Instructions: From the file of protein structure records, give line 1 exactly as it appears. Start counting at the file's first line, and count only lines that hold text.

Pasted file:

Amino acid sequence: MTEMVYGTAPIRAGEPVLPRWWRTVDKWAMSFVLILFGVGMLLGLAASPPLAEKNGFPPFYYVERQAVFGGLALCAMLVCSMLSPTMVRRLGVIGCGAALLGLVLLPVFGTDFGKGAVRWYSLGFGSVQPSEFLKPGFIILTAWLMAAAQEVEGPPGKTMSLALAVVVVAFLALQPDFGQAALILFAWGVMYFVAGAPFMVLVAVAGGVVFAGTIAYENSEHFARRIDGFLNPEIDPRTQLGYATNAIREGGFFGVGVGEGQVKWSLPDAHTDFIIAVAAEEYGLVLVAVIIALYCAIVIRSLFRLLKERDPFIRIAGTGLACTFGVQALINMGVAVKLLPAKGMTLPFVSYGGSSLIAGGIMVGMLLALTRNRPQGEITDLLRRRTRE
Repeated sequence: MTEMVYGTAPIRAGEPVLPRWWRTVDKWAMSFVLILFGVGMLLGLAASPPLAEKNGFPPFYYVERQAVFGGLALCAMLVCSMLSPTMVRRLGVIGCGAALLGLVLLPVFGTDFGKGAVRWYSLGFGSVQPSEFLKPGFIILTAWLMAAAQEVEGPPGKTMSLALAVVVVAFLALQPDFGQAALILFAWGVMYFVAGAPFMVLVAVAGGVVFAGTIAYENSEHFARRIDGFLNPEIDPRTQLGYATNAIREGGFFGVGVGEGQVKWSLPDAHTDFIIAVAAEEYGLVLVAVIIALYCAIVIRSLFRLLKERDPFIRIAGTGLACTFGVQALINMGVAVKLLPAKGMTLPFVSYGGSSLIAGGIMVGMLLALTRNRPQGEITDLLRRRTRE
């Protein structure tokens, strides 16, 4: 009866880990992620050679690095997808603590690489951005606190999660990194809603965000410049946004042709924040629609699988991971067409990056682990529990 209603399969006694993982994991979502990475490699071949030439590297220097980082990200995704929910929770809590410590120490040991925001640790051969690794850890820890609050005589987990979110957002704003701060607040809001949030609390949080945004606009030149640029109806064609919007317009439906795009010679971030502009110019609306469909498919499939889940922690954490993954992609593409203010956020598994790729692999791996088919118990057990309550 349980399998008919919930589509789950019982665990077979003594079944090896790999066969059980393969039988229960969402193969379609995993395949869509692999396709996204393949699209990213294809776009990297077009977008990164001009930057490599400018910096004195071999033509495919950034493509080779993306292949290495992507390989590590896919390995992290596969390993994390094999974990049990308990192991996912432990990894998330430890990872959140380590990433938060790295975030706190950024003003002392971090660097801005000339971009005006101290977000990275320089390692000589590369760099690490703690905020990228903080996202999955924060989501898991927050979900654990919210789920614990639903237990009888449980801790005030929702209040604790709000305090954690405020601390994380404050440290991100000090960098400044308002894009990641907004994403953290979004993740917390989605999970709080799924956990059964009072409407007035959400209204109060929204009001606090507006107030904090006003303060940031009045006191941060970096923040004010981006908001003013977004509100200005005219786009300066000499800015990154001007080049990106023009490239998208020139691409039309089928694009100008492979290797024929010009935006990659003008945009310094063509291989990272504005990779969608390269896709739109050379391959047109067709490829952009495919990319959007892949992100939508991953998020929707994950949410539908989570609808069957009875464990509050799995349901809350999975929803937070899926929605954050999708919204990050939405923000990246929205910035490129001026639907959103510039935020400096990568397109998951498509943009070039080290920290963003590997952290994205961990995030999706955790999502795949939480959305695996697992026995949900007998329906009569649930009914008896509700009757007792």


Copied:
Amino acid sequence: MTEMVYGTAPIRAGEPVLPRWWRTVDKWAMSFVLILFGVGMLLGLAASPPLAEKNGFPPFYYVERQAVFGGLALCAMLVCSMLSPTMVRRLGVIGCGAALLGLVLLPVFGTDFGKGAVRWYSLGFGSVQPSEFLKPGFIILTAWLMAAAQEVEGPPGKTMSLALAVVVVAFLALQPDFGQAALILFAWGVMYFVAGAPFMVLVAVAGGVVFAGTIAYENSEHFARRIDGFLNPEIDPRTQLGYATNAIREGGFFGVGVGEGQVKWSLPDAHTDFIIAVAAEEYGLVLVAVIIALYCAIVIRSLFRLLKERDPFIRIAGTGLACTFGVQALINMGVAVKLLPAKGMTLPFVSYGGSSLIAGGIMVGMLLALTRNRPQGEITDLLRRRTRE